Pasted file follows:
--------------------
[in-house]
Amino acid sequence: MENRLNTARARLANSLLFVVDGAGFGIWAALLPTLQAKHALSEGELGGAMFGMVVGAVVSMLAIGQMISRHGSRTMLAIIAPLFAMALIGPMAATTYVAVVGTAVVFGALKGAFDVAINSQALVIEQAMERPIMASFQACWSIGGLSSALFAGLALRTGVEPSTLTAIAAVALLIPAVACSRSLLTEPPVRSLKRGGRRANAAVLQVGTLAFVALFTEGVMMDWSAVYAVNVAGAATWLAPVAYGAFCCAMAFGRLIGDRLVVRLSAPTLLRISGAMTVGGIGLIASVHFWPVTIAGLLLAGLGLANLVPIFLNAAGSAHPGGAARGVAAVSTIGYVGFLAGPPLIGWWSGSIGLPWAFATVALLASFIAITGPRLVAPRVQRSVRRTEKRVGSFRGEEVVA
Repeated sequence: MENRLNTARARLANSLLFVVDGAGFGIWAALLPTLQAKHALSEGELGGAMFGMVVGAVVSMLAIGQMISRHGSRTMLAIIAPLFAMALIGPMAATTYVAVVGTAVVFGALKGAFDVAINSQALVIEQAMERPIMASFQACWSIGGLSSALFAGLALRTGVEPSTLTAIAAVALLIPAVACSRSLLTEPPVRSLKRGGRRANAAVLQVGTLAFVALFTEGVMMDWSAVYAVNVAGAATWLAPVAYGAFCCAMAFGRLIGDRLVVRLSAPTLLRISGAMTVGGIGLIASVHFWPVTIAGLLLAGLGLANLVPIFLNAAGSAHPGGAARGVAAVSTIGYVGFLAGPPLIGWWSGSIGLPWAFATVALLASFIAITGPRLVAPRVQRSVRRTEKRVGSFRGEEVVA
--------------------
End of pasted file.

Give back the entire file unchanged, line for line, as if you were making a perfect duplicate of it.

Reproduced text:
[in-house]
Amino acid sequence: MENRLNTARARLANSLLFVVDGAGFGIWAALLPTLQAKHALSEGELGGAMFGMVVGAVVSMLAIGQMISRHGSRTMLAIIAPLFAMALIGPMAATTYVAVVGTAVVFGALKGAFDVAINSQALVIEQAMERPIMASFQACWSIGGLSSALFAGLALRTGVEPSTLTAIAAVALLIPAVACSRSLLTEPPVRSLKRGGRRANAAVLQVGTLAFVALFTEGVMMDWSAVYAVNVAGAATWLAPVAYGAFCCAMAFGRLIGDRLVVRLSAPTLLRISGAMTVGGIGLIASVHFWPVTIAGLLLAGLGLANLVPIFLNAAGSAHPGGAARGVAAVSTIGYVGFLAGPPLIGWWSGSIGLPWAFATVALLASFIAITGPRLVAPRVQRSVRRTEKRVGSFRGEEVVA
Repeated sequence: MENRLNTARARLANSLLFVVDGAGFGIWAALLPTLQAKHALSEGELGGAMFGMVVGAVVSMLAIGQMISRHGSRTMLAIIAPLFAMALIGPMAATTYVAVVGTAVVFGALKGAFDVAINSQALVIEQAMERPIMASFQACWSIGGLSSALFAGLALRTGVEPSTLTAIAAVALLIPAVACSRSLLTEPPVRSLKRGGRRANAAVLQVGTLAFVALFTEGVMMDWSAVYAVNVAGAATWLAPVAYGAFCCAMAFGRLIGDRLVVRLSAPTLLRISGAMTVGGIGLIASVHFWPVTIAGLLLAGLGLANLVPIFLNAAGSAHPGGAARGVAAVSTIGYVGFLAGPPLIGWWSGSIGLPWAFATVALLASFIAITGPRLVAPRVQRSVRRTEKRVGSFRGEEVVA